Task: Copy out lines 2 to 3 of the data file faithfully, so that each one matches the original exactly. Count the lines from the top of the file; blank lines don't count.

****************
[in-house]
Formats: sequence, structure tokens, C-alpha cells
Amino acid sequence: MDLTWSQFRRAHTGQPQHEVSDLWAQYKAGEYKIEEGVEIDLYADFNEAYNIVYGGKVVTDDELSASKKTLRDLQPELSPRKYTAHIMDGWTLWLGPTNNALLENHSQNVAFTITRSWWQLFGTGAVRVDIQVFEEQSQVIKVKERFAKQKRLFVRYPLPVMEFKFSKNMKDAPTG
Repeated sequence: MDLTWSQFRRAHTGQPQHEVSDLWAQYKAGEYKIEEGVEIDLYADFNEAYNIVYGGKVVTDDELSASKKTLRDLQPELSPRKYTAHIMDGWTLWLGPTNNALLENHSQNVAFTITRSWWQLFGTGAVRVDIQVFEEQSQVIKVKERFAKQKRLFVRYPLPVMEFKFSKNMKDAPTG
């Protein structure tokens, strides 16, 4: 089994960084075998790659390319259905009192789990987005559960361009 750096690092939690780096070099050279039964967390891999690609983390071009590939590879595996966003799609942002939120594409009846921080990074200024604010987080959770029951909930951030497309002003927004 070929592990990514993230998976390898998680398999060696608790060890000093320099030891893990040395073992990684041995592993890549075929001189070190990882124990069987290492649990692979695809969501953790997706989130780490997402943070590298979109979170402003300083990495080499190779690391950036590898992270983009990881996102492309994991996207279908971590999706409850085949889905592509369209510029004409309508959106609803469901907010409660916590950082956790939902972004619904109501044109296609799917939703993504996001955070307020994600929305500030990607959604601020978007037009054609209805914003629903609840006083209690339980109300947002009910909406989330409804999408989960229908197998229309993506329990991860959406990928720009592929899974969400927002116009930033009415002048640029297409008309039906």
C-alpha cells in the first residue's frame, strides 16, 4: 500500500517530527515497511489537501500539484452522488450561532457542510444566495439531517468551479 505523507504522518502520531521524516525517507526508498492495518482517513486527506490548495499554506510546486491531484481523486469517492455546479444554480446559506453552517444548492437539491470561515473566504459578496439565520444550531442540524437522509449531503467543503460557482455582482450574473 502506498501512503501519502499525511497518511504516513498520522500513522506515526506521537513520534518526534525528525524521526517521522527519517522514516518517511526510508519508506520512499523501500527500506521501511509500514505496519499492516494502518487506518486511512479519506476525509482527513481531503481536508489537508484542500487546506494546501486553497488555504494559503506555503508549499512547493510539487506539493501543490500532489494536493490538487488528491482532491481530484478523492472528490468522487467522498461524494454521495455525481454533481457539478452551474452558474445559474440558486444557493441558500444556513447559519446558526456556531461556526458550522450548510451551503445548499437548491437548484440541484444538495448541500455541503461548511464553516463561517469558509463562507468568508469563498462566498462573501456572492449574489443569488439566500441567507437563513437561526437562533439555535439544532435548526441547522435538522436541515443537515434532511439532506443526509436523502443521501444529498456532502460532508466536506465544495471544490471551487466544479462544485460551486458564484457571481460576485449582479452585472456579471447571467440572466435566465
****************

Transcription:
Formats: sequence, structure tokens, C-alpha cells
Amino acid sequence: MDLTWSQFRRAHTGQPQHEVSDLWAQYKAGEYKIEEGVEIDLYADFNEAYNIVYGGKVVTDDELSASKKTLRDLQPELSPRKYTAHIMDGWTLWLGPTNNALLENHSQNVAFTITRSWWQLFGTGAVRVDIQVFEEQSQVIKVKERFAKQKRLFVRYPLPVMEFKFSKNMKDAPTG